Today, USA Today broke in print a five-month HSUS investigation into puppy mills in Virginia. Tonight, Entertainment Tonight breaks the video, and tomorrow we’ll have it available for other television press. The results will shock you. And this comes on the heels of an investigation we conducted into dog auctions, where puppy millers sell breeding dogs to other puppy mill operators.
© The HSUS
A dog’s life at a Virginia puppy mill.
We’ve long known about Missouri, Oklahoma, Kansas, Iowa, Ohio and Pennsylvania as enclaves for puppy mills. But no one thought Virginia was in their league.
Now we know better. Our investigation determined that there are only 16 commercial dog breeding operations in Virginia licensed by the U.S. Department of Agriculture, which enforces the Animal Welfare Act and requires the licensing of operations that have more than three breeding females and that sell puppies to pet stores. Yet, there are nearly 1,000 commercial dog breeding operations in Virginia, many of them large-scale mills churning out puppies for the pet trade.
We found puppy millers selling to pet stores not registered with the USDA—a violation of federal law. We found animals in cramped, overcrowded and unsanitary conditions—a violation of state animal health standards. We also found one puppy mill operator who had been convicted of an unrelated animal cruelty charge. And we found untold breeders selling directly to the public over the Internet or through newspapers ads—breeders who escape regulation through a loophole in the Animal Welfare Act. See more about the investigation on our website.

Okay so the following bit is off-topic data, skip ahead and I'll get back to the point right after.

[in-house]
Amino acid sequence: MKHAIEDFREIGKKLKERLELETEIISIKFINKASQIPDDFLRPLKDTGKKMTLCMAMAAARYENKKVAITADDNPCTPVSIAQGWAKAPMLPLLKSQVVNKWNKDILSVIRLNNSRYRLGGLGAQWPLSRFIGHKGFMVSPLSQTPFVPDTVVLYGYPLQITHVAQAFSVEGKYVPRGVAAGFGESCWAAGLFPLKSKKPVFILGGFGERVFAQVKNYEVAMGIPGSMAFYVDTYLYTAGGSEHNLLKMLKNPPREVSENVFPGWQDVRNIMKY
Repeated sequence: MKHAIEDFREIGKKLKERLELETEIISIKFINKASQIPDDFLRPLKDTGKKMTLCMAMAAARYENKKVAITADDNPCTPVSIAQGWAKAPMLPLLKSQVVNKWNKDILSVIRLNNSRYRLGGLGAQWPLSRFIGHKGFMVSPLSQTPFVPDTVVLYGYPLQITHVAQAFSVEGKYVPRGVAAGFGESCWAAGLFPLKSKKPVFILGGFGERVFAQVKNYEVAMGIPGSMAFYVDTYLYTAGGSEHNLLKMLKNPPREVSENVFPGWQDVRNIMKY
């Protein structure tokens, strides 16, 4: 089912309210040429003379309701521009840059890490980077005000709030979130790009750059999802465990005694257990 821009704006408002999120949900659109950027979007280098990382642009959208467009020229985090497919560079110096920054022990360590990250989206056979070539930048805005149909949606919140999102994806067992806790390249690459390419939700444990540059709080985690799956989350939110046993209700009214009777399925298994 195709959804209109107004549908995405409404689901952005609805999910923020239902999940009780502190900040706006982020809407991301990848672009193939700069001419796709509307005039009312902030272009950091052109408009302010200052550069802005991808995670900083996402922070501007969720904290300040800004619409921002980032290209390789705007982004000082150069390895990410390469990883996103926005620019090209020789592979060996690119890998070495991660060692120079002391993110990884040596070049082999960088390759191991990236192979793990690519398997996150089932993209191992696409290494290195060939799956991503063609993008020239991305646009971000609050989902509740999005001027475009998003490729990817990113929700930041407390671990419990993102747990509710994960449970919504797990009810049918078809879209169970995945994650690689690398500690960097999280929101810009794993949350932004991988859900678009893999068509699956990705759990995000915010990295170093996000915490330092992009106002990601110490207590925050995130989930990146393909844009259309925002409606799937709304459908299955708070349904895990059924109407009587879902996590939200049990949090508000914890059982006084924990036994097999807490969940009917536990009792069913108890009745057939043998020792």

Tomorrow, I’ll post our video on the blog and provide more details, after Entertainment Tonight breaks the story (use ET’s local show finder to see when the segment airs in your area).
A footnote: The New York Times today reported on the death of Washoe, a 42-year-old chimpanzee who had been living in eastern Washington. Washoe was one of the first "signing" chimps, and Roger and Debbie Fouts, two tremendously dedicated animal advocates, had been caring for her and working with her for decades. Washoe, who helped us gain insight into the remarkable intelligence of chimps, has been an inspiration for our Chimps Deserve Better campaign, which seeks an end to the use of chimpanzees in invasive biomedical research. Though she was taken from her home in West Africa, Washoe had a pretty good life, and our condolences go out to Roger and Debbie and all of the other people and chimps touched by her. But there are more than 1,000 chimps languishing in labs and it’s time to get them out of those settings. They shouldn’t die in steel cages, alone and lonely.